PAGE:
Learned By Heart by Emma Donoghue

Reviewed by Patricia Simms-Reeve

Learned By Heart, Emma Donoghue’s latest novel, is a heartbreaking account of Eliza Raine, possibly the first love of the famed lesbian, Anne Lister, and her tragic life which ensued.

It is a beautifully reconstructed tale of boarding school life at the beginning of the nineteenth century, which provides a background to the setting – the stunning historical city of York and a glimpse of the customs and mores in northern England at that point.  The social hierarchies of outside society are mirrored within the walls of Miss Hargrave’s Manor School and to counter the strict rules and looming punishments, the girls devise games like ‘Squeak, Piggy, Squeak,’ and ‘Here I Bake’. Excursions, lessons, meals….almost every aspect of their routine is meticulously presented. I found this both diverting and enjoyable.

With the steady rhythm of their lives framing the everyday, the intensity and joy experienced in The Slope, the attic where Eliza and Anne sleep, is a scene where all meaning for Eliza shrinks to become the action in that space.

Eliza, born in India of an English father and Indian mother, at age 6 was sent to England to be fostered and educated. At 14, she arrived at the Manor School and soon after, Lister came to share the small room, isolated at the top of the house.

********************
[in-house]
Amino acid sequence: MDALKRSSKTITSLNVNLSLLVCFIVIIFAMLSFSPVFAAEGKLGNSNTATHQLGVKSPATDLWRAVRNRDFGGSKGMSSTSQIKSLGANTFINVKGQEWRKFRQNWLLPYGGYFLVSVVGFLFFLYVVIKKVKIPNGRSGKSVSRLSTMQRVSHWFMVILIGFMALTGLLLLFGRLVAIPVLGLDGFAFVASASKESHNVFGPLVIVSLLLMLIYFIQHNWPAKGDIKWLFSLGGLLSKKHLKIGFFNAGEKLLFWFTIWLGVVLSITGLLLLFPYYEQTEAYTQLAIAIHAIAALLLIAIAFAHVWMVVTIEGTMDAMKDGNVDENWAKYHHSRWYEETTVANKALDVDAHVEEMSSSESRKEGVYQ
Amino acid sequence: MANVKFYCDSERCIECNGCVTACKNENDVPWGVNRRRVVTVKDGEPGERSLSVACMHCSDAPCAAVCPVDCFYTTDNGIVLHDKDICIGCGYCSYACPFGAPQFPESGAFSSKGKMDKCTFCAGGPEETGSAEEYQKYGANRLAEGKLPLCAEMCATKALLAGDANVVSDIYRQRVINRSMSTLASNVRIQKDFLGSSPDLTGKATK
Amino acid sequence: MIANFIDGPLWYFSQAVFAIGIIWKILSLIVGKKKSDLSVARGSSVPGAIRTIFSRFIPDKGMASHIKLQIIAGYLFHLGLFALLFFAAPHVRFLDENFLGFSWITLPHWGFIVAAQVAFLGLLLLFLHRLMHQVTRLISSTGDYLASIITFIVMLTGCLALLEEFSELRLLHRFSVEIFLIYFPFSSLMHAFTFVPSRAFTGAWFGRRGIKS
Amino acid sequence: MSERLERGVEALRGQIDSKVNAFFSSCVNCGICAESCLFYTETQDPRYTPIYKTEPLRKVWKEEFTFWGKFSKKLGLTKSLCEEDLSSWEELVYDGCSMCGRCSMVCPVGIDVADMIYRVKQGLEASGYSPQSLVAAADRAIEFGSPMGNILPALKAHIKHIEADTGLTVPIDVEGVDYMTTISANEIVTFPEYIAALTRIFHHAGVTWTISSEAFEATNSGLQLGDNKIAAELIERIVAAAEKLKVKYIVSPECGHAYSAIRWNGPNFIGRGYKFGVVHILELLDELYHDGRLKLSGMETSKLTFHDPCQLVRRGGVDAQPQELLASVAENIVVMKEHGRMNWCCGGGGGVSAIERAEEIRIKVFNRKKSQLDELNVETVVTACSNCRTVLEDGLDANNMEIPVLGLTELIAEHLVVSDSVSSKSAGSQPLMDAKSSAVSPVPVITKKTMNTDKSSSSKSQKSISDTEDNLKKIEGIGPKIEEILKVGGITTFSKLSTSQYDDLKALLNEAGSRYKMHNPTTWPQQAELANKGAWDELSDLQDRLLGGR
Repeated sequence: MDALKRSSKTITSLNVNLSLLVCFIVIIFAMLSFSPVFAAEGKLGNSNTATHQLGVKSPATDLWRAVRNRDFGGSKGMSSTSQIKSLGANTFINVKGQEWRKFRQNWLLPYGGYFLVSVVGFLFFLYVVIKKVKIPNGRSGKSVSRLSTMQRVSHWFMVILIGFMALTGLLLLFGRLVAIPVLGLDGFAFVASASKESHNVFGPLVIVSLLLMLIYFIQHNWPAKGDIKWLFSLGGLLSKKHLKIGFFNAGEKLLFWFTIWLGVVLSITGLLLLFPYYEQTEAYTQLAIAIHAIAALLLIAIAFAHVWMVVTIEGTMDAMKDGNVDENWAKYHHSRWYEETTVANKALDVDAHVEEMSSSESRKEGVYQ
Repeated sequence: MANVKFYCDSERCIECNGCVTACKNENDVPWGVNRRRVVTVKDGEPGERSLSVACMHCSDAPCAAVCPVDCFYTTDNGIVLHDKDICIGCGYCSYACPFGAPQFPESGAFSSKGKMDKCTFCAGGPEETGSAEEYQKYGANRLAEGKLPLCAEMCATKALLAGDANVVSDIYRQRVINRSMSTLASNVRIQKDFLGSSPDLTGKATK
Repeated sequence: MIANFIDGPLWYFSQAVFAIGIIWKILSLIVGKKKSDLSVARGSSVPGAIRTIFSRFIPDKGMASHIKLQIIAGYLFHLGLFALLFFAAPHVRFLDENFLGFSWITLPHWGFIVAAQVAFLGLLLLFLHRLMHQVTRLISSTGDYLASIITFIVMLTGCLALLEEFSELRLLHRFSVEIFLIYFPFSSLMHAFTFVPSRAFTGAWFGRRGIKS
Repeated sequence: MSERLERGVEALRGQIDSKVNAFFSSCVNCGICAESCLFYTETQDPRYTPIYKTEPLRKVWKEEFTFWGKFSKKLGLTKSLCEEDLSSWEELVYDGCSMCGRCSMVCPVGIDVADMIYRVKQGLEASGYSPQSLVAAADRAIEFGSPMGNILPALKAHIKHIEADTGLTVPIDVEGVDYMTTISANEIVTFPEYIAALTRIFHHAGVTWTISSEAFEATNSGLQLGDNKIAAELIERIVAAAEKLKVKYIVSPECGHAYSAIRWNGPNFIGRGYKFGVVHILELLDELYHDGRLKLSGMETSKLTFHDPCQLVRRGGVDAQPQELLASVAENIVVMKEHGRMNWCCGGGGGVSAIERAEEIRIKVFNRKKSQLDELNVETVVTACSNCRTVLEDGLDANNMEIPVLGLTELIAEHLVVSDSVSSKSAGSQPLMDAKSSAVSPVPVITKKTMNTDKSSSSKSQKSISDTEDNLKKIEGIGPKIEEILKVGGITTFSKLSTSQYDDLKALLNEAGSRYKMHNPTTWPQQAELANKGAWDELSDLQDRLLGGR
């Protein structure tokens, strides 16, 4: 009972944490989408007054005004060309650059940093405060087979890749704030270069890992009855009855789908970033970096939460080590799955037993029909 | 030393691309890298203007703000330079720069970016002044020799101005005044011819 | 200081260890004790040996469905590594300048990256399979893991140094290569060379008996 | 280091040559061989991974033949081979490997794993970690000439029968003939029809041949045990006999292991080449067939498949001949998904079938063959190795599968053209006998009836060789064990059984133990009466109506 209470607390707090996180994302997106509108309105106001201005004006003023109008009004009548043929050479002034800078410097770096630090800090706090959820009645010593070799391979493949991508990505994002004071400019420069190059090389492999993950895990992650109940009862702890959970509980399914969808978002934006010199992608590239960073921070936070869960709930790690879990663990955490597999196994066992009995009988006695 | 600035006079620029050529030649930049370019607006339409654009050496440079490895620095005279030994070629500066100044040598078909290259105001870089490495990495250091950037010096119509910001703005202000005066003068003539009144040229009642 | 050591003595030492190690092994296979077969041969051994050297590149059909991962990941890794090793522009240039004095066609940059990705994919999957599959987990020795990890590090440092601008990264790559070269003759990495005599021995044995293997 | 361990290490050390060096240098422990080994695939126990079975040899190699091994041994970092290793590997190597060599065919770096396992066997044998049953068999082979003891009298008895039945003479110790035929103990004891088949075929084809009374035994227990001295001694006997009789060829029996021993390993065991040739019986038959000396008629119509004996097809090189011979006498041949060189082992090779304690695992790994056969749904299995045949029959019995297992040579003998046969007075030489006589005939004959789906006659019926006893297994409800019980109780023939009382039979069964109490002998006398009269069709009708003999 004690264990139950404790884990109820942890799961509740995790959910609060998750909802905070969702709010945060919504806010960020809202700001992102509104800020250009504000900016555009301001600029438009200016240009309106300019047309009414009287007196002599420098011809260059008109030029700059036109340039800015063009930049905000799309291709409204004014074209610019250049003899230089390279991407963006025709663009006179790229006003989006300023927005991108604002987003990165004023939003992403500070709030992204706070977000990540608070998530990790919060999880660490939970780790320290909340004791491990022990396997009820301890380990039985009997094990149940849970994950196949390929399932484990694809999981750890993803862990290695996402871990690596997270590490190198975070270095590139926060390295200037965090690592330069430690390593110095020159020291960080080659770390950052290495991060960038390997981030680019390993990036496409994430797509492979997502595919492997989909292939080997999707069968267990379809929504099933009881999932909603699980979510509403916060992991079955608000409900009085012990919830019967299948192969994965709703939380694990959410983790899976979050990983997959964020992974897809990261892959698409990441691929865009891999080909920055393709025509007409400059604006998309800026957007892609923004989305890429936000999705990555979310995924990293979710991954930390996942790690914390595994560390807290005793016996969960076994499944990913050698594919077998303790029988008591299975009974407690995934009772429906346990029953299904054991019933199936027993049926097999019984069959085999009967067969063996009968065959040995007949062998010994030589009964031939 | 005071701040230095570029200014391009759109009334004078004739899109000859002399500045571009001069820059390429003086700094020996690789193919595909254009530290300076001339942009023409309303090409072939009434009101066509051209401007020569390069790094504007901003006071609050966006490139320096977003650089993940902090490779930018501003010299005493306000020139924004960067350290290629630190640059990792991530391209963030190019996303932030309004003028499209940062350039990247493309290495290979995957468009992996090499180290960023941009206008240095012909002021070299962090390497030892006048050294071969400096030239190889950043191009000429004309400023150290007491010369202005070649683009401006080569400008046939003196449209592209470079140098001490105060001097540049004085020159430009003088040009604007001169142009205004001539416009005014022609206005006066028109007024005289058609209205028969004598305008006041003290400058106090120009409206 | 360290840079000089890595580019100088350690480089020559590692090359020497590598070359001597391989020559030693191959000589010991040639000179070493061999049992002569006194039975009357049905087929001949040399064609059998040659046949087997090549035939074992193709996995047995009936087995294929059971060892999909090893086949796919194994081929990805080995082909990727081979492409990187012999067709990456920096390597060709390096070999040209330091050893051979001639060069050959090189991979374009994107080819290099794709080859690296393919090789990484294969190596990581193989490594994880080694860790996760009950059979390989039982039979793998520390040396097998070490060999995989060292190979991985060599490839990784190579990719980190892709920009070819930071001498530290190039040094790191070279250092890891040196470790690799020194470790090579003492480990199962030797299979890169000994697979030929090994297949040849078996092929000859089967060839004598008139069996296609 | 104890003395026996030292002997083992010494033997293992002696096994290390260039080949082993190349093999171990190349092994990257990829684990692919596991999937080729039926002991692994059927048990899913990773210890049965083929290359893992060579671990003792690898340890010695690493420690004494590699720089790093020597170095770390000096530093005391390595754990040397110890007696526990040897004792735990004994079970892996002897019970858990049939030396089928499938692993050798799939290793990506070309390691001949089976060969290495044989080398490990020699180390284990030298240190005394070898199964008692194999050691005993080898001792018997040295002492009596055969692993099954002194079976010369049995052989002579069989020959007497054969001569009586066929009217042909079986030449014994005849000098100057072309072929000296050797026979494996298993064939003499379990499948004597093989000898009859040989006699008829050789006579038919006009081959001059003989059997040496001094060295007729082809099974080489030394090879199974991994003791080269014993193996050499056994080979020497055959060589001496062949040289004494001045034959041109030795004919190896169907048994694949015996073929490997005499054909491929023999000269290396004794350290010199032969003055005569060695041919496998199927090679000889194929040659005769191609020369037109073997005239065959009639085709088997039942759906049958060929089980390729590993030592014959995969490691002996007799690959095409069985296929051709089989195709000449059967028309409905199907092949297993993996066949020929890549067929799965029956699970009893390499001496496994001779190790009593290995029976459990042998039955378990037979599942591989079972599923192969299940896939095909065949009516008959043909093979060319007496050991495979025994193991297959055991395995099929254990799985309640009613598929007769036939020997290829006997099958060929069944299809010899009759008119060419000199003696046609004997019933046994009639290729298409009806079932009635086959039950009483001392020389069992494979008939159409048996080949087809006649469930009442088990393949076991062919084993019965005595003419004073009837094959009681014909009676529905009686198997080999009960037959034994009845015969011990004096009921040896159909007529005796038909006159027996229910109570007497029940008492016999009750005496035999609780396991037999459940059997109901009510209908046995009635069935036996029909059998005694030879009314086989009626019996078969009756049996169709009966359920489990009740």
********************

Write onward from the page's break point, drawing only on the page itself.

Very soon she is drawn to the charismatic Lister, ‘the doer, the writer, the darer’. Anne Lister’s uncompromising boldness leads Eliza to question many aspects of their lives.  She was quiet, insecure, and unhappy with few memories of her family to comfort her in her loneliness. By the time she is joined by Anne she is an orphan too.

The admiration and shock that Lister engendered initially, blossomed into an intensely passionate relationship.

Emma Donoghue here displays that talent for vividly creating a concentrated microcosm of an experience in a beautifully powerful way. A reader shares the thrills of the emotions that sweep through a young girl, besotted with her friend and lover.

Other books, The Room and The Pull of Stars, are fine examples too, of lives lived in the confines of a limited space. In the latter, it was the maternity ward of a Dublin hospital.

The writer’s skill is constant, at times poetic, in its imagery.

‘What’s between them’, thinks Eliza, ‘grows like a creeper that covers the bricks and drainpipes in living green’.   She introduces ‘cloudfaller’ and ‘ colts in the woods’ as the terms used to refer to ‘illegitimate’ babies.

The course of the relationship in the book is interrupted by letters from Eliza to Anne at regular intervals. She is distraught by their separation and Anne’s attraction to other women; whereby she remains totally absorbed by her obsession with Lister.  As the book progresses, it becomes obvious that she writes from an Asylum. Hers is a sad and tragic fate.

Anne Lister’s story is a significant section of history – particularly Lesbian history. She went on after leaving school to have a life frowned upon by many, with a string of lovers. She is supposed to be the first to celebrate a lesbian marriage in a church in 1834. Some maintain it was the first in the world.

Eliza is the central character who lives and suffers so intensely. Their liaison lasted merely a year yet its impact is profound. Her letters at times are bitter and angry but ultimately, she is crippled by an overwhelming longing.

Learned By Heart is an unforgettable testament to that first love, which for many proves to be forever unmatched later in life….

Learned By Heart


by Emma Donoghue


ISBN 978 103501 777 5

$34.99; 324pp

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